Haley says she will help UN reform, but warns US funding wont be 'taken for granted'

U.S. Ambassador to the United Nations Nikki Haley during her visit to South Sudan. Photo by: Nektarios Markogiannis / U.N.

WASHINGTON — Nikki Haley, the U.S. ambassador to the United Nations, started the job with a mission to help reform the U.N. and has focused on peacekeeping, financing, and operational reform, in concert with U.N. Secretary-General António Guterres, she told a crowd of foreign aid advocates on Tuesday.

At the U.S. Global Leadership Coalition’s annual Tribute Dinner, where she was honored, Haley spoke about her approach to U.N. reform, a recent meeting with South Sudanese President Salva Kiir, and U.S. humanitarian aid.

When she took on the job at the U.N., she said she knew U.S. taxpayers were unhappy with the institution and that “I had to prove to them they were getting a return on investment,” she said. “In order for that to happen we needed to see some cultural changes, we needed to see some financial changes, and we needed to see some overall operational changes within the United Nations. It was great because I came in at the same time as the secretary-general, who was very reform minded, so we could start together along what that process was going to be.”

“The bottom line is the United States has carried this burden a very long time and we do it because we know it’s morally right, because that’s who we are as a country: we support, we help, we lift people up — but we don’t need to be taken for granted.”

— Nikki Haley, U.S. Permanent Representative to the United Nations

Thus far, one of the biggest accomplishments has been the peacekeeping process, she said, where changes have saved about $700 million and made missions better. The problem was that peacekeeping missions that were facing challenges were often just allocated more troops, without the mandate being evaluated or ensuring that they had training or were communicating and coordinating well, she said.

The U.S. is also supporting Guterres’ efforts to reform U.N. bureaucracy, Haley said. “It’s gotten very bloated … and something needs to change,” she said, adding that it’s not the services that the U.N. provides, but often the size of the staff it uses to perform them that is the problem.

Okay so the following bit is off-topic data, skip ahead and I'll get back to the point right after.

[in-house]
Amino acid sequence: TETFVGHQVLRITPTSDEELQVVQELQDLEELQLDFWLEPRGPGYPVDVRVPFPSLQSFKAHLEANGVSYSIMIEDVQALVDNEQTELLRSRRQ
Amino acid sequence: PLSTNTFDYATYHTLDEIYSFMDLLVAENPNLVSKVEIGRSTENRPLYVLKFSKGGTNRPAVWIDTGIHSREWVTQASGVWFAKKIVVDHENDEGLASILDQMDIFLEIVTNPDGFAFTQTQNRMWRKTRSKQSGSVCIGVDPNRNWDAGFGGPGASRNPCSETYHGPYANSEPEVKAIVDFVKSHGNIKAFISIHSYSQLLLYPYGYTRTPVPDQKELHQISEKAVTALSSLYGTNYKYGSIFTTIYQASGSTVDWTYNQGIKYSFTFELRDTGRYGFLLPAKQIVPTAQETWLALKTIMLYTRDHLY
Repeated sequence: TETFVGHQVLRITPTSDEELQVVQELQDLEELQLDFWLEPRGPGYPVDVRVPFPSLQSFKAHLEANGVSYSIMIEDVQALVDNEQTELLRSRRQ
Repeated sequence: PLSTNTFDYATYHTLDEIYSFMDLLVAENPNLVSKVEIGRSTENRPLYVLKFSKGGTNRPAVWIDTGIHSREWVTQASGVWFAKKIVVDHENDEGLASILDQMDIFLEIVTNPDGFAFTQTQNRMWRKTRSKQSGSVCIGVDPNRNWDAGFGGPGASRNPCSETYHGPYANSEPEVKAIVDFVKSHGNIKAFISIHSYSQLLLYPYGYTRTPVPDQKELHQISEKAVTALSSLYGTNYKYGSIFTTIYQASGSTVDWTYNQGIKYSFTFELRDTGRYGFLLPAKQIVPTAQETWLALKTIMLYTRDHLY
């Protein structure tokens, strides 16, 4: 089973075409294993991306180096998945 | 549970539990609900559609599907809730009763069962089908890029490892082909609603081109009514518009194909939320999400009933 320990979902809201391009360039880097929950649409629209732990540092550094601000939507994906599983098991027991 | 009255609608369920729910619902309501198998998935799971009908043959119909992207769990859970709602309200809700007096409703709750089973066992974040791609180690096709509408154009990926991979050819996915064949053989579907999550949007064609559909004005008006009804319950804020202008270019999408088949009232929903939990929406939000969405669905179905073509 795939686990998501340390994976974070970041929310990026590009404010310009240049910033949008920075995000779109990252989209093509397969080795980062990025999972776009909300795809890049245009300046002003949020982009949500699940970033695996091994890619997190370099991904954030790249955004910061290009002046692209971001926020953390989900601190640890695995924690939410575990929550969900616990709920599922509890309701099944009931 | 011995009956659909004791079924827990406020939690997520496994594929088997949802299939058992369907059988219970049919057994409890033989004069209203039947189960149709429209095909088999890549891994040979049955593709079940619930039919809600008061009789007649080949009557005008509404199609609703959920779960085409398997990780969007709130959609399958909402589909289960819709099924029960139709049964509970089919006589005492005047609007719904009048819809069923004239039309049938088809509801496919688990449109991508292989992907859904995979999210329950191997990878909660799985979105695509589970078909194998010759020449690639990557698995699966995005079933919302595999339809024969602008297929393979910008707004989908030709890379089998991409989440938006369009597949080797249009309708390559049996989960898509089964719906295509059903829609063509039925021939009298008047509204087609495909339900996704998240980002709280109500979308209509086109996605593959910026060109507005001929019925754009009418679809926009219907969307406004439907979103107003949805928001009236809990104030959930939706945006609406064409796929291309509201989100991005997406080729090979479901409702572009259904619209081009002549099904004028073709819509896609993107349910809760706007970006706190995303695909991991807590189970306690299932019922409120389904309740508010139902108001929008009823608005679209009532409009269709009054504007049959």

Haley also emphasized that the U.S. is looking to shift the balance at the U.N. and close the gap between its contributions and those of other countries, which means that other countries need to increase contributions, troops, or services.

“The bottom line is the United States has carried this burden a very long time and we do it because we know it’s morally right, because that’s who we are as a country: we support, we help, we lift people up — but we don’t need to be taken for granted.” she said.

While she’s been leading a new era of U.S. engagement at the U.N., Haley has also been taking on diplomatic duties for the U.S. government, particularly in countries facing humanitarian crises. In October, Haley met with South Sudanese President Kiir and pushed him to allow complete humanitarian access within the country. Last month, Kiir ordered that humanitarian aid convoys be allowed to move freely.

“I think a lot of it is we have to mean what we say,” Haley said, recounting that she talked to Kiir about what she’d seen in refugee camps and stressed the potential future dangers of the generation of children growing up amid the violence and with him as the only idea of what leadership is.

“The United States has invested over $11 billion into South Sudan. We are not getting the return on investment that we expected, we are not getting free and fair elections, we are not getting freedom across that country — and so what I did was just tell him that either he change or the U.S. would change, and he had a choice,” she said.

Haley said that while the U.S. would never stop humanitarian support to South Sudan, in part because “President Kiir doesn’t care about that one way or the other,” it should “absolutely hit him where his money comes from” if he doesn’t comply.

Kiir is showing that he is trying, she said, but she is waiting to see if that holds, and will hold him accountable, she said.

Read more Devex coverage about the future of U.S. aid and development policy under the Trump administration.

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  • Saldiner adva

    Adva Saldinger

    Adva Saldinger is an Associate Editor at Devex, where she covers the intersection of business and international development, as well as U.S. foreign aid policy. From partnerships to trade and social entrepreneurship to impact investing, Adva explores the role the private sector and private capital play in development. A journalist with more than 10 years of experience, she has worked at several newspapers in the U.S. and lived in both Ghana and South Africa.